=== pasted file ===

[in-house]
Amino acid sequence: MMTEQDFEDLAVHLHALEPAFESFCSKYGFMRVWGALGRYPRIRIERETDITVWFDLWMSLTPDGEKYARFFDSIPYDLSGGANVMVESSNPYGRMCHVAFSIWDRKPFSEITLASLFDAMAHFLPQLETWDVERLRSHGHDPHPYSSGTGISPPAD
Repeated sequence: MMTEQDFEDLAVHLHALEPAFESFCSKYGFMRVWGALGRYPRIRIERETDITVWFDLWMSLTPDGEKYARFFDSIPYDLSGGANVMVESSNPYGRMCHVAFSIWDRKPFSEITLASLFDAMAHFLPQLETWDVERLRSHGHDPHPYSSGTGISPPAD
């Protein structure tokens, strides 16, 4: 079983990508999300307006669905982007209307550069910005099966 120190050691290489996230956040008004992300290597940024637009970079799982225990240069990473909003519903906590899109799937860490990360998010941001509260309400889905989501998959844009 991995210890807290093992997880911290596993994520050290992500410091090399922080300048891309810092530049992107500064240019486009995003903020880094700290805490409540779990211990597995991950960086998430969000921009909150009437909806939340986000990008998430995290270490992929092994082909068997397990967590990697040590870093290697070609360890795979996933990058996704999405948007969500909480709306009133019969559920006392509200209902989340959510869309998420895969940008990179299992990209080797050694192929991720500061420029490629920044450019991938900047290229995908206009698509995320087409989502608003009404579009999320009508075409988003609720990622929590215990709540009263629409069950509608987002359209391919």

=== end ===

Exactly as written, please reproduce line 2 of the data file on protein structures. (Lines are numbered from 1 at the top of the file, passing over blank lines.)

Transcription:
Amino acid sequence: MMTEQDFEDLAVHLHALEPAFESFCSKYGFMRVWGALGRYPRIRIERETDITVWFDLWMSLTPDGEKYARFFDSIPYDLSGGANVMVESSNPYGRMCHVAFSIWDRKPFSEITLASLFDAMAHFLPQLETWDVERLRSHGHDPHPYSSGTGISPPAD